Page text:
Recently, Petra Coach presented a Town Hall webinar featuring experts in the areas of law, economic and health to answer your questions from over the past 150 days.
If you’re a business leader, you need to see this.
You can find the full recording here.
Teresa Bailey is a Wealth Strategist at Waddell and Associates. She orchestrates the financial affairs of executives, entrepreneurs, and other driven individuals. She also builds the W&A brand through coordinating brand development, client events, and educational content development.
Teresa is certified as a financial planner (CFP®) and divorce financial analyst (CDFA®) and has earned the Series 7, Series 66, and Series 24 securities registrations. She was named one of Memphis Business Journal’s Top 40 Under 40 in 2016.
Tim Ellis is responsible for managing relationships with clients and providing financial planning services covering the areas of retirement, income tax, estate and gift, risk management, and education at Waddell and Associates.
In addition to client responsibilities, Tim serves on the firm’s investment committee assisting in portfolio construction and allocation as well as the searching and vetting of portfolio strategies.
He is a licensed CPA in the state of Tennessee. He has also earned the Certified Financial Planner (CFP®) certification and Personal Financial Specialist (PFS) credential.
Dr. Leah Cordovez is double board-certified in Integrative and Internal Medicine and is recognized as a prestigious Fellow of the American College of Physicians. She serves as an Assistant Professor of Medicine at the University of Tennessee and holds a Master’s degree in Healthcare Management from Vanderbilt’s Owen School of business.
She most recently served as the Concierge Medical Director for MPOWER and Elite Orthopedics and is embarking on a new concept in the delivery of healthcare, Be Well Integrative Health Partners based in Frankin, TN. Her new practice is scheduled to open on September 1, 2020.
As a shareholder in the Labor & Employment Group at Baker Donelson, Martha Boyd advises nonprofits, for-profits and public companies on all types of employment issues. Her role includes but is not limited to:
Martha has also performed human resources due diligence in a number of corporate acquisitions.
Because it’s a new virus and we don’t have a vaccine, it can quickly mutate to evade treatment. The most important thing we can do is be prepared for it. A well prepared immune system can handle this much better – think sleep, nutrition and immune status.
We’re having a V shape recovery instead of a U or L, etc. Technology and healthcare have held up very well. The energy industry got crushed as many people didn’t drive anywhere for months. We’ve shifted our spending habits but we are still spending. The unemployment rate is improving/ going back down.
People are wanting their people to get back to work, but nobody is wanting to come back. The guidelines keep changing in regard to when an employee can return to work if they have had COVID. Right now an employee only gets 80 hours of paid leave and that’s it, no matter the circumstances. This expires in December. FFCRA gives 12 weeks paid leave if you have a child whose school or daycare is closed.
It would be difficult for an employee file a lawsuit against an employer for getting sick unless they were openly put in danger. If employers follow the CDC guidelines, that will keep your business safe from a lawsuit and deflect that you got someone sick.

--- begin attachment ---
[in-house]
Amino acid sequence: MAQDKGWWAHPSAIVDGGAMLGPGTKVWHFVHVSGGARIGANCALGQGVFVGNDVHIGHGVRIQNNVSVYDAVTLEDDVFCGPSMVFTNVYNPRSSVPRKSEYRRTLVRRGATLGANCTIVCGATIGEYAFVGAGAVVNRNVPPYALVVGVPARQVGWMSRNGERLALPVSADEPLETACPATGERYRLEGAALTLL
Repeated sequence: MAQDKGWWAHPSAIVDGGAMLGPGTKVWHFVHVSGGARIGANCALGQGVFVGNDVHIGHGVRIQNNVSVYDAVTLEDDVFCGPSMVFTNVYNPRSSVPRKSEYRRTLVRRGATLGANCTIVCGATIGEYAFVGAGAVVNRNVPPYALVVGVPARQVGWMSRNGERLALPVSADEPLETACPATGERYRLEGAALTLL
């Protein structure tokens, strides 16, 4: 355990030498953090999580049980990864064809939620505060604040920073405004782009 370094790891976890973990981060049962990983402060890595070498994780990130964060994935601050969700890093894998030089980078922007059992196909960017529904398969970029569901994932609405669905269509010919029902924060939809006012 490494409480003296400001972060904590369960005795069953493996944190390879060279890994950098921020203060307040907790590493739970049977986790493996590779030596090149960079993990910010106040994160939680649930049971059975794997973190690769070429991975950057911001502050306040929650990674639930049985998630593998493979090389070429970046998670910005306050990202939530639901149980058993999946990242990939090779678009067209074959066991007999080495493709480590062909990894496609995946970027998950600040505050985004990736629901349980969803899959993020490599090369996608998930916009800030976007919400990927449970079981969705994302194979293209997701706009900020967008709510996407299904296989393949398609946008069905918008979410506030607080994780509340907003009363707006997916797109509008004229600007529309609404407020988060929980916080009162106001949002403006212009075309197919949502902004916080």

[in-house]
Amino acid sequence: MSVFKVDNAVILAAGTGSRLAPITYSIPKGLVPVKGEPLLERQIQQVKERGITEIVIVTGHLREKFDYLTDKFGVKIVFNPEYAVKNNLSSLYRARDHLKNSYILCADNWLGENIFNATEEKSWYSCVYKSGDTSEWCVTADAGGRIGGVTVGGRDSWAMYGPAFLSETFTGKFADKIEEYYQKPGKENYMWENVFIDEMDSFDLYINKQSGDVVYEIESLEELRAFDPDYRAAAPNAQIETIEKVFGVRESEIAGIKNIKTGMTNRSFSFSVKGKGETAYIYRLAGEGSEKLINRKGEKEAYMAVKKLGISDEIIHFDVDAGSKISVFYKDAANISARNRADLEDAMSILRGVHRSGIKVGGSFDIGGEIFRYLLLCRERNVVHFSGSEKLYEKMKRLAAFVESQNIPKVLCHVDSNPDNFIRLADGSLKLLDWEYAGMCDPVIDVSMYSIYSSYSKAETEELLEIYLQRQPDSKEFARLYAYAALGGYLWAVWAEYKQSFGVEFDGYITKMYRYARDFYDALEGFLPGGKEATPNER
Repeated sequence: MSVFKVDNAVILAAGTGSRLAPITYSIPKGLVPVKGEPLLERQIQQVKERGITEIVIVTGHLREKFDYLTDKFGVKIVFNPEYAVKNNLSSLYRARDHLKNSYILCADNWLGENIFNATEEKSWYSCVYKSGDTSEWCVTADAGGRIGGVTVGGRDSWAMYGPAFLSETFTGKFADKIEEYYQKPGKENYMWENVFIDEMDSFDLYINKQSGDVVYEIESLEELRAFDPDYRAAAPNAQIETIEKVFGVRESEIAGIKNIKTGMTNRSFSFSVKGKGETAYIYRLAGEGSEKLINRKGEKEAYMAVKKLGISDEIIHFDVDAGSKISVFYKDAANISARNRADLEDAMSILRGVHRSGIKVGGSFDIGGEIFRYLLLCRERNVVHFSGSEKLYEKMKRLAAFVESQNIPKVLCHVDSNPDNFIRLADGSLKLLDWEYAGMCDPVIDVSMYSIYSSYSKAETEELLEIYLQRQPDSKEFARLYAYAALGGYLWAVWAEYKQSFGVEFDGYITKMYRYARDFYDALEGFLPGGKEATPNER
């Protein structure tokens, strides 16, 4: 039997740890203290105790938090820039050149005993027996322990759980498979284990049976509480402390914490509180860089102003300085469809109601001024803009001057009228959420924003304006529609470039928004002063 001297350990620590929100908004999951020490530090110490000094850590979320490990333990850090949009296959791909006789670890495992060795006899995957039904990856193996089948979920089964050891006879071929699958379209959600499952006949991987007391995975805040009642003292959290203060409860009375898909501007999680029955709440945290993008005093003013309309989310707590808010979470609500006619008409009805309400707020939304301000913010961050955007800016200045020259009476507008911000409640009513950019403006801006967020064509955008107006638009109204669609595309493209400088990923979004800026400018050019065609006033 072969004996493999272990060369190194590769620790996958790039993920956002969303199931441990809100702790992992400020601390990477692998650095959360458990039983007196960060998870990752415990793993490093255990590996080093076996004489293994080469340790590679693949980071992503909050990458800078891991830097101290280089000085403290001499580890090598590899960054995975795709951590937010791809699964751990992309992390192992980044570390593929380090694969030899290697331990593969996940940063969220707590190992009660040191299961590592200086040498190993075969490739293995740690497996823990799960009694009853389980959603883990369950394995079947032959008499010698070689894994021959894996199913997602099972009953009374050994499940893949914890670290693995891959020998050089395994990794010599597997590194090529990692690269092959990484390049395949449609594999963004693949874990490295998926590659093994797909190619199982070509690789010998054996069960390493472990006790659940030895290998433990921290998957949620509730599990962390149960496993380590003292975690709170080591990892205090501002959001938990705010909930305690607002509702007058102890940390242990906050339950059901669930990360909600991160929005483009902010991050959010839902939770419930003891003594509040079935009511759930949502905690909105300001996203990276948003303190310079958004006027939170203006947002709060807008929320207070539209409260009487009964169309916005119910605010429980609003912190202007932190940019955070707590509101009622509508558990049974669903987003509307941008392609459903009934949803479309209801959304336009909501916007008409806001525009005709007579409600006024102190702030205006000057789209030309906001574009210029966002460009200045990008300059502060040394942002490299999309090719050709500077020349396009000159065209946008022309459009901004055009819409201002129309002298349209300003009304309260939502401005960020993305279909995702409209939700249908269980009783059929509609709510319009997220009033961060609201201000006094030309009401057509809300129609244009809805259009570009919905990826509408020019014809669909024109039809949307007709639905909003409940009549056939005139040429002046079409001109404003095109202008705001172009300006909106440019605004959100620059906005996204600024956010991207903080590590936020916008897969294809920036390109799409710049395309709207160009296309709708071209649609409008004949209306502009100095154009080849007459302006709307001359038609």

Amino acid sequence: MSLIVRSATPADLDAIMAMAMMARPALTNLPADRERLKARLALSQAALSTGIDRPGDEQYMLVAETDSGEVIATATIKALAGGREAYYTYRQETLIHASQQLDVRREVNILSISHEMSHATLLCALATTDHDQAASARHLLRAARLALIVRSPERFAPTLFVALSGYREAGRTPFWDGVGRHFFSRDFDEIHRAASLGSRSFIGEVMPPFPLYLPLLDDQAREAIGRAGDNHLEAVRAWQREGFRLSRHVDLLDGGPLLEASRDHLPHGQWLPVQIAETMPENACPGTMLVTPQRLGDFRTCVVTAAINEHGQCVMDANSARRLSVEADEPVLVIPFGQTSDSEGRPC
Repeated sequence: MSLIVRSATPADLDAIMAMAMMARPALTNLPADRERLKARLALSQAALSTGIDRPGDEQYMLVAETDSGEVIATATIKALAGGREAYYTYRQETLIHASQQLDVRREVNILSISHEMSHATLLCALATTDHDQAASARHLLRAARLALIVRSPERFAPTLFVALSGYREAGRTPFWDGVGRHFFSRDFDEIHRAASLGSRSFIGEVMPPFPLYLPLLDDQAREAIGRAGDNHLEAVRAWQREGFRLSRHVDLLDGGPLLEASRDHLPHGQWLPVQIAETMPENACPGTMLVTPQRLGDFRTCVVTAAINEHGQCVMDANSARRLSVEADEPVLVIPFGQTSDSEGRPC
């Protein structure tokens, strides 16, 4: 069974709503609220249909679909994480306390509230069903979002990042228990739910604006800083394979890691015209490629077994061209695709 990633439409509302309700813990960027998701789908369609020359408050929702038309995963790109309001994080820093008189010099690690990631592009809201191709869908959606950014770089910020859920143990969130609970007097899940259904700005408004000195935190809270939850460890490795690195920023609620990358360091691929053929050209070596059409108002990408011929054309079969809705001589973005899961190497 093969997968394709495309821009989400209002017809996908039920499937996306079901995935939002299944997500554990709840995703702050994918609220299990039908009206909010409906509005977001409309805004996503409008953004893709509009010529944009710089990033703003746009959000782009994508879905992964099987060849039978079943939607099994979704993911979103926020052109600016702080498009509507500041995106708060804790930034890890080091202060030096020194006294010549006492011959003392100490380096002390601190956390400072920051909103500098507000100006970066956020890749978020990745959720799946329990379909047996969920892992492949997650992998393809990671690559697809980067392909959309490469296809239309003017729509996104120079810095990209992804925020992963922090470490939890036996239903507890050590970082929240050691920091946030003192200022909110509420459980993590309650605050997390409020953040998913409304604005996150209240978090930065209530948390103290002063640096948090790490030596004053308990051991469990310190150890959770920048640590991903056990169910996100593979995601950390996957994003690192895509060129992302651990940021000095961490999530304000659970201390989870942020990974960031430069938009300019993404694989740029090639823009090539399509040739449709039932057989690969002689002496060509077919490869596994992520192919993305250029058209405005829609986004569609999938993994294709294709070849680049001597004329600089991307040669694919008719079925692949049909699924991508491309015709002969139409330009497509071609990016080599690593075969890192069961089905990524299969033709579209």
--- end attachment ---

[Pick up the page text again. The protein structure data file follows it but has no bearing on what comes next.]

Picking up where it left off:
If they tested positive – 10 days from the positive test or 24 hours after resolution of symptoms. It’s not recommended to re-test because they are still carrying the positive test but they are not a carrier of symptoms
If someone has been in close contact with a COVID confirmed person (within 6 feet), they should quarantine from the moment of exposure until 14 days have passed without symptoms.
Business travel usually lags leisure travel. We’ve been able to do a lot of things virtually and that may make it wait longer for business travel. If sales drop, that may incentivize people to start traveling.
You can tell your employees that someone has tested positive, but it violates the ADA if you tell them the name of the employee. They will probably know who it is by seeing who is not there, but still – tell them the department or when they were last in the office and tell the team to just monitor their symptoms.
From a legal standpoint – the employer only has to comply with the paid leave (up to 12 weeks if the school or daycare is closed). Anything that can be done to help accommodate them would be accepted (i.e. working with them on changing their work hours so that they can tend to their children or reducing their work hours). There is no legal obligation, but you have options if you do not want to lose your employees
Idea: You can hire someone to come to the office to teach or monitor your employees children so that your employees can work.
They’ve taken parts of the virus and made a vaccine from it – what we don’t know is how well it works. They are out there, but they are in phase 3 trials. We don’t know if they will get sick if exposed to the virus. We need time and exposure to make sure it works.
Wait until the one that is out at the end of the year and has had a lot of testing done
Next Fall, hopefully, we have had enough experience.
Reduce your expenses and stockpile your cash to prepare for a worst case scenario of losing your job. Raise cash to keep you through 6 months – no bonds, pure cash. You do have access to your 401K plan and you can draw up to $100,000 and set up a plan to pay it back.
Yes. 12 weeks of fatigue, shortness of breath and underlying lung damage – microscopic bloods clots that are damaging to the lungs and heart.
Sleep well, rest well and eat well.
Medical Recommendations from Dr. Leah Cordovez HERE.
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